Sleep. For me, that requires a good night sleep. I have been trying to power down an hour earlier than usual at night. I also make my to do lists for the next day before I leave my desk each evening. It has helped me have a clear head so I can go to bed without worrying about everything I need to do the next day.

Exercise. There are other ways too keep your stamina up. Recently, I spoke with Randall Vitale, regional Unknown-1
vice president for Hoffman's Chocolates. It's a super busy time at Hoffman's, which has a factory in Palm Beach County and 10 stores in the Fort Lauderdale and West Palm Beach area. Vitale has stepped up communication with his 10 store managers during its busiest month of the year, huddling daily and encouraging managers to make customer interactions impactful and correct order mistakes quickly. “We want customers to come back next year and the year after.”

To stay productive and enjoy the holidays, Vitale, finds pockets of time for stamina-building. He uses odd hours when his seven-month-old wakes up to lift weights, do yoga stretches or stroll the baby around the neighborhood. “Ramping up exercise not only helps with stamina, it also counteracts the extra eating at holiday parties,” he says.

Focus. Some people keep their stamina high by focusing on a reward. Jessi Berrin, a Baptist Health South Florida director of government and community relations, has been to a slew of holiday events and is still going strong. "Even though this is the end of crazy busy year, I continue to push myself knowing I am taking time off next week. It helps knowing the reward is just down the road."

Listen. I have noticed when I listen to my favorite music, whether it's Jingle Bell Rock or the latest from Fifth Harmony it puts a pep in my step.  Research from the University of Maryland shows that hearing music you love can relax blood vessels and increase blood flow. That not only calms you down but can put you in a great mood to get more done.

 

Plan. Another way to keep your stamina up is to energize yourself for new year. Julia Aquino-Serrano, Unknown president of the National Association of Business Owners Broward chapter and CEO of business consultancy All Systems Grow of Coral Springs, has set aside four hours  to write a work and life plan for 2017. (Writing it down is the key, she says)  Earlier in December, Aquino-Serrano launched a second company, Tees for Humanity. With two businesses, her 2017 plan will include how she will grow her companies and deal with work life balance. “I will consciously make choices and not carry around guilt.”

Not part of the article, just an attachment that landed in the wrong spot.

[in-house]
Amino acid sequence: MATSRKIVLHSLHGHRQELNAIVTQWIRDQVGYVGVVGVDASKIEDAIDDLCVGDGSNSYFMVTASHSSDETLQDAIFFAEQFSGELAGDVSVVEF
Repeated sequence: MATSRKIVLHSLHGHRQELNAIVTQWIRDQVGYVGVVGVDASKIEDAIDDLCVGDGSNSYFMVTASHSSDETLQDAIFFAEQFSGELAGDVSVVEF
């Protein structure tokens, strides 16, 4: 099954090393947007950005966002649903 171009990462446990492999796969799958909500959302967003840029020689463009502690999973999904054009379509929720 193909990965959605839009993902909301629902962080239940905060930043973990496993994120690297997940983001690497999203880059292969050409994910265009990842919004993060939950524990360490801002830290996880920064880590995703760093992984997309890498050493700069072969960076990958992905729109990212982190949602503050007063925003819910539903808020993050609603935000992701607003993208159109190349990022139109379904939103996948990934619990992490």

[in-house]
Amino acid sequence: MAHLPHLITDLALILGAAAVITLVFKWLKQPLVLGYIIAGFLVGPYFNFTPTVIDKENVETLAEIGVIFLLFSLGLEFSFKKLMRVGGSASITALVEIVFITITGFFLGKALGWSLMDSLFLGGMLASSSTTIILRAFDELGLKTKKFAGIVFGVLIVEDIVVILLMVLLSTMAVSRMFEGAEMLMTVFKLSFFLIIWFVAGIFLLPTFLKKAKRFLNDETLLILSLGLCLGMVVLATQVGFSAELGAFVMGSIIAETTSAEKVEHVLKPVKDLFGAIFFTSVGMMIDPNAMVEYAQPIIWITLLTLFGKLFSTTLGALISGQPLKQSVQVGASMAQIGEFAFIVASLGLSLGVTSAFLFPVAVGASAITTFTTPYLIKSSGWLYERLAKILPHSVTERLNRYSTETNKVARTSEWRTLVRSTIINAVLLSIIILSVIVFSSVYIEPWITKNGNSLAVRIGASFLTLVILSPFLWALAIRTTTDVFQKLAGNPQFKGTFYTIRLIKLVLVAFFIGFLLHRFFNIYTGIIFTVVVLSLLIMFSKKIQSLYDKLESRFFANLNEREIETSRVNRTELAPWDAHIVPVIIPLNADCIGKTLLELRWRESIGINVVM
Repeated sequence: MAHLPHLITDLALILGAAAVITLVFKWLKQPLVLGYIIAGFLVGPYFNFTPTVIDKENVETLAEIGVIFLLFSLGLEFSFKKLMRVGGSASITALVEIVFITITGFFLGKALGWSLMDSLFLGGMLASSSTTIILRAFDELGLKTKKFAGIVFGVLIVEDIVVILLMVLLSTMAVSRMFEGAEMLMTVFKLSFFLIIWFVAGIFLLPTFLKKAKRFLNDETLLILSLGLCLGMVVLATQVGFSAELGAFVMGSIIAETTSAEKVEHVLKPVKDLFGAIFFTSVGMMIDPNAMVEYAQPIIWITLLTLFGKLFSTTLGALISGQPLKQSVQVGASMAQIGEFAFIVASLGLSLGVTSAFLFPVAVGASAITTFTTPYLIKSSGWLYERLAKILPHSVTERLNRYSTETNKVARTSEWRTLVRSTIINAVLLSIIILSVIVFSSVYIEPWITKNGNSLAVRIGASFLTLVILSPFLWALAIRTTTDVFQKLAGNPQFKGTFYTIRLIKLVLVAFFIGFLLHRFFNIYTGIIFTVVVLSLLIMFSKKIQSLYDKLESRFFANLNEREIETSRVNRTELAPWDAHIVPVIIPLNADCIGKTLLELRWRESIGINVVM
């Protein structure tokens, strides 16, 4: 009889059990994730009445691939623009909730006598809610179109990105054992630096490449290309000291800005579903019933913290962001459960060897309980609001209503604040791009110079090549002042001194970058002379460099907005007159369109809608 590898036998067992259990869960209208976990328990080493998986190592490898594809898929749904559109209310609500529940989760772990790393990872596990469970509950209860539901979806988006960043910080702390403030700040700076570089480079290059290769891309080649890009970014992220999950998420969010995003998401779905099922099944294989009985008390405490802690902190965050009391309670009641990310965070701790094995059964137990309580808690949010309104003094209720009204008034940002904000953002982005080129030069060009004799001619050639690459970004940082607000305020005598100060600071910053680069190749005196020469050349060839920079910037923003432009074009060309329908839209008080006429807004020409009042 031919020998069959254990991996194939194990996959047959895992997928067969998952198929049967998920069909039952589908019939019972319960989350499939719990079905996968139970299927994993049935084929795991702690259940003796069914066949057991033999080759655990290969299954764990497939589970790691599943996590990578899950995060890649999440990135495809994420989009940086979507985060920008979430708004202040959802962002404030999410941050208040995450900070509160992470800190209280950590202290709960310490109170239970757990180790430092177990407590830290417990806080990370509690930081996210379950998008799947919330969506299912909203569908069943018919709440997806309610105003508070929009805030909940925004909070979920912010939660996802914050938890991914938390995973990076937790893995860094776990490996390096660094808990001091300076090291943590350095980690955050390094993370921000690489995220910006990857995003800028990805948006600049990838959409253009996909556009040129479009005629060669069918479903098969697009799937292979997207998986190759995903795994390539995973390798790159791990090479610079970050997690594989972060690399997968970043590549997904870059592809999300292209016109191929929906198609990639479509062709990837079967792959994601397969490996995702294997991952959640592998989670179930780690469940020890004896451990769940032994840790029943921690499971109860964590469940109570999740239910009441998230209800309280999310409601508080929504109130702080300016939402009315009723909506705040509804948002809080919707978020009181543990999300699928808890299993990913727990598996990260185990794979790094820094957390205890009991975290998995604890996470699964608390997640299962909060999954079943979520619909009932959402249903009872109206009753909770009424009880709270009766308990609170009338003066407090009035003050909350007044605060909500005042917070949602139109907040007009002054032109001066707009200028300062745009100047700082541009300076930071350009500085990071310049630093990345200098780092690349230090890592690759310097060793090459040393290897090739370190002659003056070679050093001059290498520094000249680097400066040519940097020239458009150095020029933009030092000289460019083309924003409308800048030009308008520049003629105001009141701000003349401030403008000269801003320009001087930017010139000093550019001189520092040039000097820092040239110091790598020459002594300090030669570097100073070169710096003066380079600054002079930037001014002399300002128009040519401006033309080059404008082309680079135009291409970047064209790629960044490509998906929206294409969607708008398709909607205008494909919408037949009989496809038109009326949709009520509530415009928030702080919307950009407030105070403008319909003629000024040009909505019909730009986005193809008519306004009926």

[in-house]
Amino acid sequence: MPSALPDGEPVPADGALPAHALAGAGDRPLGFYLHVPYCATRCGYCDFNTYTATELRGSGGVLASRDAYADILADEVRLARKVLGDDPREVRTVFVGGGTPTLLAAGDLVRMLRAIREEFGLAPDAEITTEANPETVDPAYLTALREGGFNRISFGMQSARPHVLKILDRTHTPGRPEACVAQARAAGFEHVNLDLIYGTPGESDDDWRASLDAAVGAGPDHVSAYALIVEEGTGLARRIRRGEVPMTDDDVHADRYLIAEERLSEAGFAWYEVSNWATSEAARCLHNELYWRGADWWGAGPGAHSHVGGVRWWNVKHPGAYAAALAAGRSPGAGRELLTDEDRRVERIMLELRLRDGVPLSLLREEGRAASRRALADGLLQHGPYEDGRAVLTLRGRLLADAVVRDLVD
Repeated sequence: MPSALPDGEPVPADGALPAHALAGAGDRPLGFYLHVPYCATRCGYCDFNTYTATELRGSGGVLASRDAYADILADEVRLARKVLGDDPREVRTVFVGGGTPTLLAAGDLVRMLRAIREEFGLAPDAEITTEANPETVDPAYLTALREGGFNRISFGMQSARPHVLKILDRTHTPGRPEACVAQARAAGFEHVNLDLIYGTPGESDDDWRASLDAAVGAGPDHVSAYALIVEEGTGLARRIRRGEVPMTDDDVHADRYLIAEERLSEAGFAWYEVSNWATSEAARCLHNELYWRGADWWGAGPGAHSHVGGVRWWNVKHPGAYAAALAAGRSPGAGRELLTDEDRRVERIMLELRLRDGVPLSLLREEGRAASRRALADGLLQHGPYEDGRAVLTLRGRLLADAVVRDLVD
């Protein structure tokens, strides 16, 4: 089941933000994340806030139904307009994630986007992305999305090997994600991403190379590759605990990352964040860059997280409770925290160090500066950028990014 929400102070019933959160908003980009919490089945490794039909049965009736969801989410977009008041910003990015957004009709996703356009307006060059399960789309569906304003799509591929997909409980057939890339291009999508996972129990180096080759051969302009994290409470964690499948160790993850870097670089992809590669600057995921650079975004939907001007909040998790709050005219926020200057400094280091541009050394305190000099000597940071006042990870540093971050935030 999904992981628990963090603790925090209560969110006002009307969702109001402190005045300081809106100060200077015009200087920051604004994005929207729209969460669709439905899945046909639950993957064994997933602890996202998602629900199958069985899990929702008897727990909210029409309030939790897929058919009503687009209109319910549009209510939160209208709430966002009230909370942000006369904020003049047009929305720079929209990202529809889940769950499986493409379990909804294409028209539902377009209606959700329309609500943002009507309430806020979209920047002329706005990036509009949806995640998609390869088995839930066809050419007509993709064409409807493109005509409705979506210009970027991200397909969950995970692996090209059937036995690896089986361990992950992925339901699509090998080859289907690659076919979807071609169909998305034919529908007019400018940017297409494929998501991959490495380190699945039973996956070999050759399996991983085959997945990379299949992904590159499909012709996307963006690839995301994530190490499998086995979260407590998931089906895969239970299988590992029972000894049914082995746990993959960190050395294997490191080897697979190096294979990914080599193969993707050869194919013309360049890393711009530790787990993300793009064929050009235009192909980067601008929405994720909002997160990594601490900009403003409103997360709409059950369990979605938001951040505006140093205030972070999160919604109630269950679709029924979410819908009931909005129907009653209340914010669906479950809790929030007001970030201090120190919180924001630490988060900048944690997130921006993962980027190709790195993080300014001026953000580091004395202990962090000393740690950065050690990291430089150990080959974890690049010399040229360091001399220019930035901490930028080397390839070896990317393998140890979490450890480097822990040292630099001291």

Yes, the holiday can be stressful, But they can be fun, too. Stop obsessing over doing it all. The world is not going to end if your kitchen is cluttered or your inbox is overflowing  Focus your energy on enjoying the people in your life and you are sure to finish out 2016 strong!

 

 

December 12, 2016

What to give your boss for the holidays? Do you even need to give a gift?

 

                                           Gift

 

 

Many people struggle with whether to get their boss  a holiday gift. I have been one of those people who has contemplated this dilemma many times. I don't want to look like a kiss up, but I also want to show a good boss that he or she makes my work life enjoyable.

I try to go with gifts that are a little personal, but not too personal. For many years, I had a manager I considered a friend. He and I spoke regularly about our kids, our jobs and our goals. He helped me to do the best work I was capable of by being supportive of work life balance. When it came time for the holidays, I knew he liked to cook and eat gourmet dishes so I gave him food-related gifts – unique cookbooks, homemade desserts, fun cooking tools. The gifts were always accompanied by a note.

When gift giving to a boss, I think the note is the important part. Some managers feel pressure from above -- all the time -- and appreciate someone on their staff acknowledging that they are good at their job. I've given small gifts like a fun mug with a handwritten short note like: "Happy Holidays! Thanks for being a great boss!" If you aren’t thrilled with your boss, you can tone it down and try to find one thing about him or her that you appreciate and acknowledge it in your holiday note.

Another option is to pool with your colleagues to get a group gift. The group present should be inexpensive but thoughtful. The easiest gifts are consumable or usable --  a food basket or tickets to a show or sporting event. If you have a particularly bad boss,  you still might consider contributing to the group gift to avoid things getting awkward and appear a team player.

Gifts to a boss or co-worker are not mandatory. I think the key is looking closely at the culture of your workplace and reading your boss. A reasonable manager would never penalize someone, even subtly, for not giving him or her a gift at the holidays. On the other hand, you might not have a reasonable manager. Contemplate your own situation, and proceed accordingly. (But know that etiquette is on your side if you choose not to give a gift.)

Also, be careful about getting creative. One year, a manager I know received  giant Buddha statue from his assistant. I guess she was trying to help him feel more zen.  She insisted her boss display it. “Now I’m stuck with it seeing it every day and it irritates me,” the manager told me. “My advice is don’t give your boss anything he has to display. If you miss the mark, a nice thing turns into resentment.”

 When he told me this, I asked him whether he thought his assistant even needed to get him a gift at all. His answer was "it's always nice to feel appreciated." However, I have asked other managers the same question and they have told me they don't want a gift and they don't plan to give their staff gifts.